In 1995 I started
training in Taekwondo under my instructor and father Rich Marinelli. I was six years old at the time, and nothing could be
more exciting as a child. At that time I was also learning under Master Barry Cohen, another Master Instructor
in the school (a fourth -degree black belt in Koeikan Karate at the time). I continued on until the age of nine
where I felt that I needed a short break from Taekwondo. It is hard for children to stay motivated so I stopped
for a short time. When I was eleven I rejoined; more excited than ever with a clear goal in mind and a newfound
focus: strive for black belt. Having a goal is an important mechanism for a child because everything has to have
a reason. A goal and a purpose is what causes a person to persevere.
At the age of fourteen I received my first-degree in black belt from
Grand Master Kwang Sung Hwang. Grand Master Hwang is the first ninth -degree black belt to receive the distinction directly
from General Choi Hon Hi, the founder of Taekwondo. I feel it is very important to get tested by an impartial
person, so I didn’t feel comfortable being tested by my father.
After earning my black belt, I continued my training as a student
in the school and soon became one of the teachers as an assistant instructor to my father. At the age of sixteen,
I started teaching my own classes starting with children at the age of six and above. Occasionally I would teach
a class for my father to lighten the burden on him. While I was teaching, I realized that my Taekwondo skills
had been improving due to the fact that I would analyze the moves that my students were doing. When you teach,
you are learning at the same time, which to me is a class by itself.
When I turned eighteen, I was nearly ready to test for my second-degree
black belt but I was also preparing to go spend two years of college abroad. Since my mind was on
other things, I wasn’t quite prepared mentally for testing. Two years later, I returned to the country
fully focused and tested for my second-degree black belt with Grand Master Kwang Sung Hwang.
The following year (after receiving my second-degree
black belt), my father and I participated in our first intensive Taekwondo sleep away camp, run by Grand Master Hwang himself.
Here, we saw many different schools from the east-coast training in the teachings of Grand Master Hwang under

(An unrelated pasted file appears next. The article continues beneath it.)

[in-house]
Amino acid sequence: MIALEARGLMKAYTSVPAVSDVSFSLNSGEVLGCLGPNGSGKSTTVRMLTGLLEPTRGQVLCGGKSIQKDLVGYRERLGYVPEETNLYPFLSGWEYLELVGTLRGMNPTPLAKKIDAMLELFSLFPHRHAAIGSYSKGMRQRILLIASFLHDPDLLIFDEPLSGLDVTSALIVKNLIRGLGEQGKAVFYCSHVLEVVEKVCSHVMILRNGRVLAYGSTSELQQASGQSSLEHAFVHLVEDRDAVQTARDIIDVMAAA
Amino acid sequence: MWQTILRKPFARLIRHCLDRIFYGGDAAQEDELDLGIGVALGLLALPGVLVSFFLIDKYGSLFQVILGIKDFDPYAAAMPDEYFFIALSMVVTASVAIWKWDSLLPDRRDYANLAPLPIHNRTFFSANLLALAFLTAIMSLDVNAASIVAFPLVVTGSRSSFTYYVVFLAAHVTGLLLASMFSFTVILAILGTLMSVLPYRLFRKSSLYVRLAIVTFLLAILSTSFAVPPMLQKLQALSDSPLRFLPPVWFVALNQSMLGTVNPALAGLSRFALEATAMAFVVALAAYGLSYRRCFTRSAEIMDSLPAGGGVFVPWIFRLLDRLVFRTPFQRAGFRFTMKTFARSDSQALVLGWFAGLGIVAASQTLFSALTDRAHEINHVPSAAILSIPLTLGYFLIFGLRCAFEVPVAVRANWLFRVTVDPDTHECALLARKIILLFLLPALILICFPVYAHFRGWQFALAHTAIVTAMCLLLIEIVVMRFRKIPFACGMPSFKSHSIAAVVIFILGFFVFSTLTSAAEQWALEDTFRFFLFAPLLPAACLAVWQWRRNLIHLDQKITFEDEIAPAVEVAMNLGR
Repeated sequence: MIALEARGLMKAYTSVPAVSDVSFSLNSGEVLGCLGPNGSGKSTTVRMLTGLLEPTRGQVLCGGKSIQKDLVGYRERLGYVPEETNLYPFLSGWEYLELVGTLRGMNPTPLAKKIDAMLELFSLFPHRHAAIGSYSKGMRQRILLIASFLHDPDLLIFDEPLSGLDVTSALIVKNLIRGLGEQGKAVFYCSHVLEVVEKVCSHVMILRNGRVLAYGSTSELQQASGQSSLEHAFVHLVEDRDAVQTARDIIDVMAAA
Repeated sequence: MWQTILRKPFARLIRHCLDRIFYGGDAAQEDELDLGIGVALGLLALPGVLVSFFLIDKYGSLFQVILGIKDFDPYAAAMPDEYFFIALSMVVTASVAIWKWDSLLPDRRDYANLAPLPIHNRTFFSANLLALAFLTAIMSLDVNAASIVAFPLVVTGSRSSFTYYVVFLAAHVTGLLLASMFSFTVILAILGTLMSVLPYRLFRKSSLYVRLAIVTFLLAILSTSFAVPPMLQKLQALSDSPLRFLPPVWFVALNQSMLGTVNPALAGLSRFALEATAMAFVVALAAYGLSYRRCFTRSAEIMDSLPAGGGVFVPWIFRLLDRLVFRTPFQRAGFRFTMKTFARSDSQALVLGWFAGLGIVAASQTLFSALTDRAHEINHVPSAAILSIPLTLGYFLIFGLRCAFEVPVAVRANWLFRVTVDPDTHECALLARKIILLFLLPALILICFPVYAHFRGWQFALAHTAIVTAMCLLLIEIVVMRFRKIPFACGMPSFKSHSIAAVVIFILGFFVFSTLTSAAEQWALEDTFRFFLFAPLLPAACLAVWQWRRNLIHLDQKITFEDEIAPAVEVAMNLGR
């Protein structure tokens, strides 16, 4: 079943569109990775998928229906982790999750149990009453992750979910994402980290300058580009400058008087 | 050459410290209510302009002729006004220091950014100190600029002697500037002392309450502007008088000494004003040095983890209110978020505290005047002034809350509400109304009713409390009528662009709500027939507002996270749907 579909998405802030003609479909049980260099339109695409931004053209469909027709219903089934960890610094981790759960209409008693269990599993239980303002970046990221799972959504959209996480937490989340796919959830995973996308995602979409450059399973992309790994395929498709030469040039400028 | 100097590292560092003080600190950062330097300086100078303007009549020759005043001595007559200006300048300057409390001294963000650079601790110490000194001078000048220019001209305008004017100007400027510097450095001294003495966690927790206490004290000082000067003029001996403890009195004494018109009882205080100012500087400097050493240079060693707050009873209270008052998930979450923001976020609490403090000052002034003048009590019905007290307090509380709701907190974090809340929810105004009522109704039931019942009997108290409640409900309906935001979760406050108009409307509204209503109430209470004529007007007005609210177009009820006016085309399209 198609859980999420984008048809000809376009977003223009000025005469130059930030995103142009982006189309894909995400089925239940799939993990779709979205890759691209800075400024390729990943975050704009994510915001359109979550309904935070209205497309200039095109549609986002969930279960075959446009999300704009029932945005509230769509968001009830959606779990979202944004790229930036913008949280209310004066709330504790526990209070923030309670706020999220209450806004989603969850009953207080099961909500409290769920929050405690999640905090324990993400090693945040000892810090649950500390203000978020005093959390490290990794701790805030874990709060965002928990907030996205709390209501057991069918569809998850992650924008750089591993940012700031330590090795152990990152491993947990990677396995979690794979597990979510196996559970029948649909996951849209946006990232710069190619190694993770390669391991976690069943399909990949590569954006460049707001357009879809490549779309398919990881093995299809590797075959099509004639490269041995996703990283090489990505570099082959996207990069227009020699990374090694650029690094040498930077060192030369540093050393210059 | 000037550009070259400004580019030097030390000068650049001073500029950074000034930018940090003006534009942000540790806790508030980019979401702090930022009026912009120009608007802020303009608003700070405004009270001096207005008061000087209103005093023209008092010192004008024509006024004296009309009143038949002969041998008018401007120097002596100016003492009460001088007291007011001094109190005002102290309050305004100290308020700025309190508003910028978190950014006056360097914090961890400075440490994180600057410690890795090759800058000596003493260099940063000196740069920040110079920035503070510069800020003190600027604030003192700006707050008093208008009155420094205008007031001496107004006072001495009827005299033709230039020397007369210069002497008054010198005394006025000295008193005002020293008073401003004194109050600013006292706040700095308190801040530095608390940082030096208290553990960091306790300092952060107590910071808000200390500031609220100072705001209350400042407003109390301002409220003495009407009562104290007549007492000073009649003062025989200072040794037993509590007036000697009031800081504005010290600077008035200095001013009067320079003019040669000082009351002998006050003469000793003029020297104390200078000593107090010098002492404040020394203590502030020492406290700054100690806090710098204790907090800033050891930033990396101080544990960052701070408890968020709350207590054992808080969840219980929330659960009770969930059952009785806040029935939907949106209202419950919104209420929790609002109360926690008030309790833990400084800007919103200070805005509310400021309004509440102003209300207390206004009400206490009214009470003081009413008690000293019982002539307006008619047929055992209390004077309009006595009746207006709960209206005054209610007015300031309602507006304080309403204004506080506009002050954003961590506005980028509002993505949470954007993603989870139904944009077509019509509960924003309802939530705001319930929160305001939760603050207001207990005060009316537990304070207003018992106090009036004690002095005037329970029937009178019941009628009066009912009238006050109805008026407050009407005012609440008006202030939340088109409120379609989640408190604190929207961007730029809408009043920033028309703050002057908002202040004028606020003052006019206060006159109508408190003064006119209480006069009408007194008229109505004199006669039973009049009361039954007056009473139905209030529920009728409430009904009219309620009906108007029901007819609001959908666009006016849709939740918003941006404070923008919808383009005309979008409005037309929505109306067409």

the legacy of General Choi. It was a new and eye-opening experience for me. They were all doing the techniques
in a unique fashion that I was not quite used to. They all were very much in sync, and were doing many techniques
a little different than I had been doing them. This is when I realized that I had come for a reason. It was because I myself
needed to improve in these ways in order to further advance my performance in Taekwondo. This was also the summer that my
father tested for his fifth-degree black belt. That was very motivational for me to watch as his son.
The following year, we returned back to the summer camp in early July.
I was planning on testing for my third-degree black belt. I was working really hard and sweating in the blistering sun, with
the goal of testing at the end of the week clear in my mind. My only problem was that I needed to quickly learn a certain
curriculum that I had not been focusing on as thoroughly. Meanwhile, I was also trying to participate in regular summer camp
classes given by many different masters from around the world that were well skilled and phenomenal teachers. There were also
the sessions given by Grand Master Hwang to participate in; the combination of the three seemed like a lot to focus on in
a week. Despite all that, I pulled through and was ready to test just in time and received my third-degree black belt.
The past few years I have been training
rigorously to test for my fourth-degree black belt. It’s not something to take lightly as it is a great milestone, especially
in Taekwondo. Once you are a fourth-degree black belt, you are considered an international instructor and may teach wherever
you want in the world. That is why it is so difficult, considering the expectations required from one going for this ranking.
Hopefully, very soon I will accomplish this goal.